Fiat is hoping the Fiat 500, a a micro-car and re-introduction of an Italian classic, will experience a rebirth much like the British Mini-Cooper did a decade ago.
The majority owner of Chrysler, Fiat is hoping to make the 500 a major success in the United States. They're counting on this product launch going better than when they launched the Fiat Brava here in the 1980s.
The car is getting mixed reviews from experts, though most admit the Jennifer Lopez commercials are top notch.
The 1980s ads for the Brava promised “an impressive list of standard features.” And, “luxury that is uniquely European.”
Italy, the land of Sophia Loren, Gucci and Versace, seems like an easy sell as a source of luxury.
But that’s a modern creation. In the 1980’s it was a different story, said Brian Kelly.
“They had some quality issues and they had some styling issues and the Japanese were coming on very strongly, and they were tough competition,” Kelly said.
Kelly thinks, this time around, the Fiat 500 – the cinquecento, as it’s known in Italy – will catch on.
Kelly, who operates a handful of car dealerships in Massachusetts, last March opened the first Fiat “studio” in the state.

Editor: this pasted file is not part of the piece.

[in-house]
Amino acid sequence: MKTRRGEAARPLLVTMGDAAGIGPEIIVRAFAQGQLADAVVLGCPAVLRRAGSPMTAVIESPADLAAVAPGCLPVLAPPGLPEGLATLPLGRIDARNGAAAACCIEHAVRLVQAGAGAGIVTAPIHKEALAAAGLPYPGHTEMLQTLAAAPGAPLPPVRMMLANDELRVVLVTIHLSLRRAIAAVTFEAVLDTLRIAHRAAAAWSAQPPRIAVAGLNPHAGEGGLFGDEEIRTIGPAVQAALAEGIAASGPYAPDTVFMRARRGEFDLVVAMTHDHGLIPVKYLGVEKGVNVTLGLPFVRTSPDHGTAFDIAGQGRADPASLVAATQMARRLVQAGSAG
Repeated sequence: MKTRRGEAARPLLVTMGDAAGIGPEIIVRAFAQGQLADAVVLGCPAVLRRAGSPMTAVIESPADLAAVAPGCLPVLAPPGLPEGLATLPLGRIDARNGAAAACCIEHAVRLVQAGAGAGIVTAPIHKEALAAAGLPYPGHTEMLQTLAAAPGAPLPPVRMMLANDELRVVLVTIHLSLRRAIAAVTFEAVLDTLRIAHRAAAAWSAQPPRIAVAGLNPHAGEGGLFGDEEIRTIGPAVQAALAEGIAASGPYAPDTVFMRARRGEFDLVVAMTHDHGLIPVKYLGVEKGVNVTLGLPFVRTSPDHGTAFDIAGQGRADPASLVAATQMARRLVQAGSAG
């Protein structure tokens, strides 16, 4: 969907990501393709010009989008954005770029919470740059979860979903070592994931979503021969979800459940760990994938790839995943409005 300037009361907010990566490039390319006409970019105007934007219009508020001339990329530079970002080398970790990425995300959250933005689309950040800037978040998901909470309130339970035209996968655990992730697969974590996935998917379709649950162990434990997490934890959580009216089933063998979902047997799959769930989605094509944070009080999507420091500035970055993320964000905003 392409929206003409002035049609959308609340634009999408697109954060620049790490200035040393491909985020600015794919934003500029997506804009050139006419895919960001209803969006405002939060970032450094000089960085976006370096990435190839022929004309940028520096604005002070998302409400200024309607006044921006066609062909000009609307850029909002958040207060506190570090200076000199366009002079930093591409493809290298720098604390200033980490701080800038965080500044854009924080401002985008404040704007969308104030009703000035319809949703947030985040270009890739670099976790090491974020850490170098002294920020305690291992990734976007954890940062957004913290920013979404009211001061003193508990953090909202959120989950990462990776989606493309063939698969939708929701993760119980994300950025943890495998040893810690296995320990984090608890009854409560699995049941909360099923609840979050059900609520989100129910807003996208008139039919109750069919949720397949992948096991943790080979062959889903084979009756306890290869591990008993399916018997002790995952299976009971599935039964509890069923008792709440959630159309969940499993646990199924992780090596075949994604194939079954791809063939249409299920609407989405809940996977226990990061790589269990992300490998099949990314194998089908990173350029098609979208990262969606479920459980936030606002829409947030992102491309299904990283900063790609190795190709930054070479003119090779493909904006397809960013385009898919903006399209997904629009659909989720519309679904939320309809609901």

“Everybody is into Italian styling today, whether it’s shoes, handbags. The Fiat’s like a Gucci handbag or a nice pair of shoes. If you sat in one and you drove one, you’d know exactly what we’re talking about,” he said.
Salesman Sean Cheller showed off a Fiat 500 Sport, prima edizione. It was one of the first 500 Fiats imported to the U.S. — this particular car was number 47.
The car comes in three models – there’s “pop,” “sport” and “lounge” – sounding much like a trip to Starbucks. There are 14 different colors and personalized chrome flourishes and decals – like flowers and butterflies — to choose from. There are even more options for the interior.
The Cinquecento isn’t cookie-cutter. It’s kind of fun to drive. But, will a tiny vehicle that looks sort of like an egg on wheels finally be the Italian car that takes the American market by storm?
Bill Griffith, who writes about cars for the Boston Globe, said it’s highly unlikely that the Fiat 500 will ever be much of a player in the American market.
“These cars in a good year are selling 50,000 to 60,000 units. And Ford is selling 450,000 F-150 pickups,” he said.
And Griffith said the gimmick with the showrooms – the “studios” – could hurt sales. Fiat controls Chrysler, so Griffith said the 500 should be sold in Chrysler dealerships. Otherwise, you miss the impulse buyers who might initially be looking for another car – or who don’t know the Fiat 500 exists.
Even so, he said, Fiat could still do pretty well with in a niche market.
“They’ve sold, I’m not sure how many million of them worldwide; it’s been proven reliable on an international scale; it’s got the cute factor; and it’s been a great attention-getter, and that’s the way they’ve marketed it, with J-Lo and so on,” he said
But the 500 isn’t just cute, Italian and marketed by a sexy American singer. It will soon introduce a 160 horsepower engine to a car about the size of a bathtub. It'll be fast.
And that’s just the beginning. A Fiat USA spokesman confirmed that there are plans to bring the Alfa Romeo to the North American market sometime soon.